Proper 11C Sermon (2013)

Proper 11 (July 17-23)
Texts: Col. 1:15-20;
Luke 10:38-42
Mary and Martha believed Jesus to be the Messiah, the Christ, the one through whom God was bringing peace into the world. Martha chose to serve this person of God’s power — not a bad choice since he was a Messiah who came to serve us, by dying on the cross to reconcile us with God and one another. Mary chose to sit and listen. Why was this “the better part”? Because the cross hadn’t happened yet, and so it was important to hear from Jesus how he came to bring peace into the world. At that time and place — and in most times and places yet today — peace is won in a very different way than the one God chose. For us human beings the only way to peace we’ve really known has been by having a bigger and better army, by having the power to force your way onto another group of people. Jesus comes from God with a completely different way to peace: one that submits to our human power of force in order to forgive it and to offer us instead the power of forgiveness and love. Jesus would later show Mary and Martha this way of peace in the cross and resurrection. Mary chose the better part at that moment, of listening to this one who was bringing God’s unique and world-changing Way of peace.
Our reading from Colossians is a treasure, an early Christian hymn that expresses this world-changing power of God to pioneer a new way of reconciliation in this world. It proclaims faith in Jesus’s Way of Peace as superior to that of any other power and authority in the world. I have a video to share with you this morning that does a great job of bringing this out.
But first, a couple questions: Unlike Mary and Martha, now that we know about this new way of peace, you and I are called to be agents of change in this world. Where can we bring God’s power of reconciliation? God knows this world needs it, right? Look at our politics — completely polarized and gridlocked. How can you and I be agents of reconciliation as citizens of this great but struggling nation? The aftermath of the George Zimmerman trial reveals once again two Americas, racially divided. How can you and I be agents of reconciliation between the races?
This video presentation by Brain McLaren gives us the scope of our reading from Colossians. But we first pick it up as he is talking about another disciple, Peter, who like Mary and Martha believed that Jesus was the Messiah but didn’t understand yet what that means.
Start video at the 42:18 mark: Brian McLaren, “The Historical Jesus: What You Focus on Determines What You Miss,” a presentation at a conference hosted by Richard Rohr’s Center for Action and Contemplation, and available on DVD titled Emerging Church: Christians Creating and New World Together (see the CAC store for more info). Focusing primarily on Matthew 16, he concludes with reflections on Col. 1:15-20. Here are my notes:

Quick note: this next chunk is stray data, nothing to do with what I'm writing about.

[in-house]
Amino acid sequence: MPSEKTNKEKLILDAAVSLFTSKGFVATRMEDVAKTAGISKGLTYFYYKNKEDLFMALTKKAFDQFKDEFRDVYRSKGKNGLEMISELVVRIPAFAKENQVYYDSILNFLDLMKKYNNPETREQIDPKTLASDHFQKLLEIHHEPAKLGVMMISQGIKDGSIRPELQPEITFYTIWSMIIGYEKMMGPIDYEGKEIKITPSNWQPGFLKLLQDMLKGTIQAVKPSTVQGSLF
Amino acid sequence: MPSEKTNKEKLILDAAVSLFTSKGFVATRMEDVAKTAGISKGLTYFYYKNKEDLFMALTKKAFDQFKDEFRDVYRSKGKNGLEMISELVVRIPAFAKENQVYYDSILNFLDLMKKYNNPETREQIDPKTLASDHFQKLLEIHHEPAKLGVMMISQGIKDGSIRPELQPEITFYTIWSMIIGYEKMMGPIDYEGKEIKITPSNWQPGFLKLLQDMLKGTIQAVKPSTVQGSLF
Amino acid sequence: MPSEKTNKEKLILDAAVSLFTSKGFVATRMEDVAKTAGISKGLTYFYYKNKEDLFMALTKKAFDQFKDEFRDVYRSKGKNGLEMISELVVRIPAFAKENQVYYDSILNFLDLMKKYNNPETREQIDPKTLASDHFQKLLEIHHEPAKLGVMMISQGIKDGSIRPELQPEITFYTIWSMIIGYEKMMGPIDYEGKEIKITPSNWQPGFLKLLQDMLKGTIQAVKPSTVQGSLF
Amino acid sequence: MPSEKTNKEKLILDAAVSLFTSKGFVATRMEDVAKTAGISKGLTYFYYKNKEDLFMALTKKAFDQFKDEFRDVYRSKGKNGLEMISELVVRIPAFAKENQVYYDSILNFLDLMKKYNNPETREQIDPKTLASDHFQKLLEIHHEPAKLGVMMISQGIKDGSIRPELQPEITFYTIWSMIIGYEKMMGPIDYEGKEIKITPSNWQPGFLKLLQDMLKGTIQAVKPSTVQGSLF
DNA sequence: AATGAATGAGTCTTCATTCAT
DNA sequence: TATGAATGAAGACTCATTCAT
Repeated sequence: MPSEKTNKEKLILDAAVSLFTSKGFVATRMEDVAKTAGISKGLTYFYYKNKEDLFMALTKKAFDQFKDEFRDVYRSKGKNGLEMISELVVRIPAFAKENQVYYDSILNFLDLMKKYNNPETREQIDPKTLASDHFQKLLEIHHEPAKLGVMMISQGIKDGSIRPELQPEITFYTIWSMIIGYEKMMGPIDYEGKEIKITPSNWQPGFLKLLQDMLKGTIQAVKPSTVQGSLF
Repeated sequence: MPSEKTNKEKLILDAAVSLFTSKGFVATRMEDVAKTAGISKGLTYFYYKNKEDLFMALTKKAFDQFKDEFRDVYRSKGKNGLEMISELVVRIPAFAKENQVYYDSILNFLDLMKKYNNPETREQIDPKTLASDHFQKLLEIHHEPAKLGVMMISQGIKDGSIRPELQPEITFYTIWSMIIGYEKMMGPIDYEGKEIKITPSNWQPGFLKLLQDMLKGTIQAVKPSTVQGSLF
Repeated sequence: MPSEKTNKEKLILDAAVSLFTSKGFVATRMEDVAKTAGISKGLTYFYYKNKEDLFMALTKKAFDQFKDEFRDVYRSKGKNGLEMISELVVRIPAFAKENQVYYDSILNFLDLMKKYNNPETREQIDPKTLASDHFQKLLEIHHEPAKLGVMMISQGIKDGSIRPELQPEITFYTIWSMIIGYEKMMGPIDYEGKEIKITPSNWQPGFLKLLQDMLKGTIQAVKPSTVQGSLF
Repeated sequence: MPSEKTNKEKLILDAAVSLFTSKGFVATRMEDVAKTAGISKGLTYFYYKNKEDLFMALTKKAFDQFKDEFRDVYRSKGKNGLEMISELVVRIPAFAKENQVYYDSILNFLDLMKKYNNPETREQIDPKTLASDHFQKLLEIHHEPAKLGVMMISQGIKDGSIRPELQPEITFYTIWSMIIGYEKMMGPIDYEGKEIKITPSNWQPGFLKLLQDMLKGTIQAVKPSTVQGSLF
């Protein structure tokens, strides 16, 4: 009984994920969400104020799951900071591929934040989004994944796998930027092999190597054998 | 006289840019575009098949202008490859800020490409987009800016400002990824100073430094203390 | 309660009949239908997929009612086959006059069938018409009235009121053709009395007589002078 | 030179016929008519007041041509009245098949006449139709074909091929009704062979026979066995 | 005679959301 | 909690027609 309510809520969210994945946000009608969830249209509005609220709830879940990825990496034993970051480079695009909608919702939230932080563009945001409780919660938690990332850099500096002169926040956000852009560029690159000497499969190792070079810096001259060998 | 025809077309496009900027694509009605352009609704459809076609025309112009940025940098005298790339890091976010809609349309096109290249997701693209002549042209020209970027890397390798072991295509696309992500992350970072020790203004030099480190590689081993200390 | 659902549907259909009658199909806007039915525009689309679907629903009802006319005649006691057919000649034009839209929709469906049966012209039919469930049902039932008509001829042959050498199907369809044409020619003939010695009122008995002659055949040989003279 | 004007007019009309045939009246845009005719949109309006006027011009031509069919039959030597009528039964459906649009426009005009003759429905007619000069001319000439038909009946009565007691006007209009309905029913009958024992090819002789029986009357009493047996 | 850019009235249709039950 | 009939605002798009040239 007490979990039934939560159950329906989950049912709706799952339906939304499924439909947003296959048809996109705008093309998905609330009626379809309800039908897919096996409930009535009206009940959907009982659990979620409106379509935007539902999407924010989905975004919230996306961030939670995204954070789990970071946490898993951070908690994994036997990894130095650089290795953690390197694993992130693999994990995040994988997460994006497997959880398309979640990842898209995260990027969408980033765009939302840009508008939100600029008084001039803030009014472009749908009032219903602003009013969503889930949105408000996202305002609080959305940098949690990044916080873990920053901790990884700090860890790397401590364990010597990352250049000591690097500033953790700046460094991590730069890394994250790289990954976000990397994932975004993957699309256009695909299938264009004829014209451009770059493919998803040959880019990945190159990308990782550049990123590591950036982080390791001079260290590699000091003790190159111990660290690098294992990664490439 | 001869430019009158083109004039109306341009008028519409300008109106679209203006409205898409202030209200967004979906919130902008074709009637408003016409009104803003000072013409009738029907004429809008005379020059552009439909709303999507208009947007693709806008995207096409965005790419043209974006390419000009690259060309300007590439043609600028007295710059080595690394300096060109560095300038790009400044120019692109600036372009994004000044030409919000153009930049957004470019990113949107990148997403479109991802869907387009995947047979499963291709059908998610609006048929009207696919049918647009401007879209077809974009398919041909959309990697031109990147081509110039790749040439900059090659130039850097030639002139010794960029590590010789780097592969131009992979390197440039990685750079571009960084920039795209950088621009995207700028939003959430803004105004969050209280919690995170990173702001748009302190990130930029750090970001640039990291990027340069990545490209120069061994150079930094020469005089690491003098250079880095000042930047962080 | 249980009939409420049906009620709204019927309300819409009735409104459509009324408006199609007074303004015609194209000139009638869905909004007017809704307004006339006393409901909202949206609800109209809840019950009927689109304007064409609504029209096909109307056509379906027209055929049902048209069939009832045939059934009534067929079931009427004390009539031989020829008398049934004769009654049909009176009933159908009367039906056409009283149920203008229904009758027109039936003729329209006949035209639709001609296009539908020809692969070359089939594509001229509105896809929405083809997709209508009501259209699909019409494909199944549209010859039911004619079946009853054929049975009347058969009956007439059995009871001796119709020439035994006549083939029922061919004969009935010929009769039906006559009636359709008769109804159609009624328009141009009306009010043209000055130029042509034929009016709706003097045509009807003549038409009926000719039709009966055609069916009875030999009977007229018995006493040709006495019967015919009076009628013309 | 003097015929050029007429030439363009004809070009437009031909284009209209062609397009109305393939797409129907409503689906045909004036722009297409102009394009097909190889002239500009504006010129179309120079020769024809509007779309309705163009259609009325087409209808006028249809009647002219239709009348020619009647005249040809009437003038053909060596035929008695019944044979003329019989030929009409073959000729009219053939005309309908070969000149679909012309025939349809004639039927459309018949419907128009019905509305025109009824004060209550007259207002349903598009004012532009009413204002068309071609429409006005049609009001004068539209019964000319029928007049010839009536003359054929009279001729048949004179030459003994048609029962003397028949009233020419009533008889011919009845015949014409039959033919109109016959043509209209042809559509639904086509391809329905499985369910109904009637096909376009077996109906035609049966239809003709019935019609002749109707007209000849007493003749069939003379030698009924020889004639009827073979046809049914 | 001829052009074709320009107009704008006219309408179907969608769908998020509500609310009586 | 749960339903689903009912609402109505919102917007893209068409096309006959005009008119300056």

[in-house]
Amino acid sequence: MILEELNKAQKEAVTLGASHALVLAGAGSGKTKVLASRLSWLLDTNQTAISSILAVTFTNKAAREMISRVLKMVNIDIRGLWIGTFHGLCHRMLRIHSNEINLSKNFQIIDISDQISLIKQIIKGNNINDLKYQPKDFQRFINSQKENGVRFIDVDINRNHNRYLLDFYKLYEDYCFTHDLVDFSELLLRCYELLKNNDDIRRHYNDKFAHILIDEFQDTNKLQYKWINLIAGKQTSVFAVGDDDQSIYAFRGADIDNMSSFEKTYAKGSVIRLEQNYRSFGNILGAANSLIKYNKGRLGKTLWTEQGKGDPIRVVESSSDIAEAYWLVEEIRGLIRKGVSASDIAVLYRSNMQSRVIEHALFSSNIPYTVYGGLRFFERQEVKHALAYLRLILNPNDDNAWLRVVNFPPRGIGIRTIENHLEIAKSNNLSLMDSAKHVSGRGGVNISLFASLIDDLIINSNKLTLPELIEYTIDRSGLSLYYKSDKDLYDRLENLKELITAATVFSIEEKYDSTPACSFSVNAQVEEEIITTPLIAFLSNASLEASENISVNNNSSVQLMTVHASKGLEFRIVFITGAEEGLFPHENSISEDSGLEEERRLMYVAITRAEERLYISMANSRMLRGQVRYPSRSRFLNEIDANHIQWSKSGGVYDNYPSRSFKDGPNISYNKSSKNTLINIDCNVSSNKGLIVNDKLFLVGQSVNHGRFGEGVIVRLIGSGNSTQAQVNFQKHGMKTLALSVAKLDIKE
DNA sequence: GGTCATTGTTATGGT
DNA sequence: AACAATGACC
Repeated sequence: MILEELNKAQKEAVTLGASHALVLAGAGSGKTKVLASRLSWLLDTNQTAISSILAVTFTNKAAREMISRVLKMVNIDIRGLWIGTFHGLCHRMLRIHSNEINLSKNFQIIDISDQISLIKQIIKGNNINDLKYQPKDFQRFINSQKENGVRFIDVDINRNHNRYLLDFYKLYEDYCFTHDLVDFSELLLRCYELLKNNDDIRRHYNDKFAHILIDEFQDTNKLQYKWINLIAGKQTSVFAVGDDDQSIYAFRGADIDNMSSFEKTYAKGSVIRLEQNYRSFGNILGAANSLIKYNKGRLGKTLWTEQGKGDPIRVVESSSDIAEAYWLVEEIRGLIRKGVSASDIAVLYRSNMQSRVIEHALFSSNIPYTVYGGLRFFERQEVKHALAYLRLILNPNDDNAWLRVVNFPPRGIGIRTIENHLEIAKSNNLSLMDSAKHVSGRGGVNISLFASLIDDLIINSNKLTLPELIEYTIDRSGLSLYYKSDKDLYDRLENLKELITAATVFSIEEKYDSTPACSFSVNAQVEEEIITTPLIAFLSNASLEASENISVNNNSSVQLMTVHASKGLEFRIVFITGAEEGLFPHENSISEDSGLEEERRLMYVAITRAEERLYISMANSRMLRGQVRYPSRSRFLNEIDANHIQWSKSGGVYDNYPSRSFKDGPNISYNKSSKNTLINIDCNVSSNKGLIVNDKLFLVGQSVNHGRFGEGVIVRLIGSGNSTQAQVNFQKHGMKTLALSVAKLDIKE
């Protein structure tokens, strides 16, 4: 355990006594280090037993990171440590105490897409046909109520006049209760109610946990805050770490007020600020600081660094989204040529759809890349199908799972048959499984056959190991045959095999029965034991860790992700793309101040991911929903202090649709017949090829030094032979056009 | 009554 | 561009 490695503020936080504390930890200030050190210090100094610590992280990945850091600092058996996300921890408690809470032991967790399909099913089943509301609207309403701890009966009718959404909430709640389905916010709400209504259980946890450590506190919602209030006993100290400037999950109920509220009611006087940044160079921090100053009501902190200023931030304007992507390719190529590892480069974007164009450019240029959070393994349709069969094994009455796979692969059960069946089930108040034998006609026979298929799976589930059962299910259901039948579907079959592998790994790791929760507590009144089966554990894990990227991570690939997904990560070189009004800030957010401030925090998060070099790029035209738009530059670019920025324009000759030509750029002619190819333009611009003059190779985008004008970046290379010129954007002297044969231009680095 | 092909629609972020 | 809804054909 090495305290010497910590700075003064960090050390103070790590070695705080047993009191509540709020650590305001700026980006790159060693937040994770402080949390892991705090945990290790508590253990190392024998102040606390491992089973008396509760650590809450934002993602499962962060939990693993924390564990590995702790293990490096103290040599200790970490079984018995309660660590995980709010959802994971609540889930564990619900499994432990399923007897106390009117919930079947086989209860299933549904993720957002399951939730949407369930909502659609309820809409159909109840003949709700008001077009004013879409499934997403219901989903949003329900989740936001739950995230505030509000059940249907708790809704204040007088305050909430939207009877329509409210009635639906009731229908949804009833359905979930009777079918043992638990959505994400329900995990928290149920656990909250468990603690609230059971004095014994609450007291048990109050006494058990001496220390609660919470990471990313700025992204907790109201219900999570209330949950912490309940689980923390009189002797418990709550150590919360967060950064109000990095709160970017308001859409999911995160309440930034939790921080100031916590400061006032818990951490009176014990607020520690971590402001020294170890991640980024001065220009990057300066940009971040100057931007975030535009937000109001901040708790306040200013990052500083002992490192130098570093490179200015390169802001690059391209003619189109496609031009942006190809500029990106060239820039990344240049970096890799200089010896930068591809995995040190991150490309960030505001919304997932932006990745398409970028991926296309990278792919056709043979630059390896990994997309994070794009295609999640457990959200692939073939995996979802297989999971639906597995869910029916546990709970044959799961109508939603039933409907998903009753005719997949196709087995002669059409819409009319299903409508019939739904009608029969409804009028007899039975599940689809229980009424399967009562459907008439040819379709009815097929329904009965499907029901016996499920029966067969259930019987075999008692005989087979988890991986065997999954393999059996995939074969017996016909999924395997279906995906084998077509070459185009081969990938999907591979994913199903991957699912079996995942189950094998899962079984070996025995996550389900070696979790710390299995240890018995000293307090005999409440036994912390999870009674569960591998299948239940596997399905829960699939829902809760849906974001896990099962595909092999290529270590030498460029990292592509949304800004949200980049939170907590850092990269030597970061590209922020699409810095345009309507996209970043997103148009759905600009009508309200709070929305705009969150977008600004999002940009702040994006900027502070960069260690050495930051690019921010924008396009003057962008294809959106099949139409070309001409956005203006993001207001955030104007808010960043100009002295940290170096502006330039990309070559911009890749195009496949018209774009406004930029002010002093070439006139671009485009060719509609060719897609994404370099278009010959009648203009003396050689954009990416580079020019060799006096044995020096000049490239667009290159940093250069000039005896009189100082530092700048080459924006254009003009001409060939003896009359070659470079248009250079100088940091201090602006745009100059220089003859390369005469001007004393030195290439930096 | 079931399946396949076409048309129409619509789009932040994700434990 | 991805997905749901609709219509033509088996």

1. “He is the image of the invisible God, the firstborn of all creation.” Remember all the images of Saddam Hussein everywhere in Iraq. It was the same in the first century — images of Caesar everywhere. Firstborn: that’s how the next king comes about.
  2. “…for in him all things in heaven and on earth were created, things visible and invisible, whether thrones or dominions or rulers or powers — all things have been created through him and for him.” Paul is saying, “Our faith in the way of Jesus isn’t a tiny religion in the Roman Empire; the whole Empire is a dirty little neighborhood within the Kingdom of our Lord Jesus Christ.”
  3. “He himself is before all things, and in him all things hold together. He is the head of the body, the church; he is the beginning, the firstborn from the dead, so that he might come to have first place in everything. For in him all the fullness of God was pleased to dwell, and through him God was pleased to reconcile to himself all things, whether on earth or in heaven, by making peace through the blood of his cross.” We don’t know what we’re saying when we sing about the cross. But in the first century they did. What was the secret to Caesar’s success in the first century? A new torture technology, the technology of the cross. They only crucified rebels, insurrectionists, political revolutionaries, who dared challenge the authority of Lord Caesar. Imagine the power of a naked body hanging there for days, saying, “Who has the power now, Mr. Rebel?” Caesar used that to put the fear of the God Caesar into them. That’s how he achieved the Pax Romana, the Roman peace.
  4. Can we catch the power of this last line of the song? He makes peace, but not by shedding someone else’s blood. He makes peace by hanging naked on the cross, offering himself, and saying, “The way of the Kingdom of God is not by domination and revolution and scapegoating. The way of the cross is the way of a man, bearing the fullness of God, suffering and forgiving in the midst of the pain, not pledging revenge.” It’s amazing. We don’t sing songs like this anymore. But maybe we will. Songs like this can change the world. A message like this can change the world.
Proper 11C 2013 slide
Paul J. Nuechterlein
Delivered at Prince of Peace Lutheran,
Portage, MI, July 20-21, 2013
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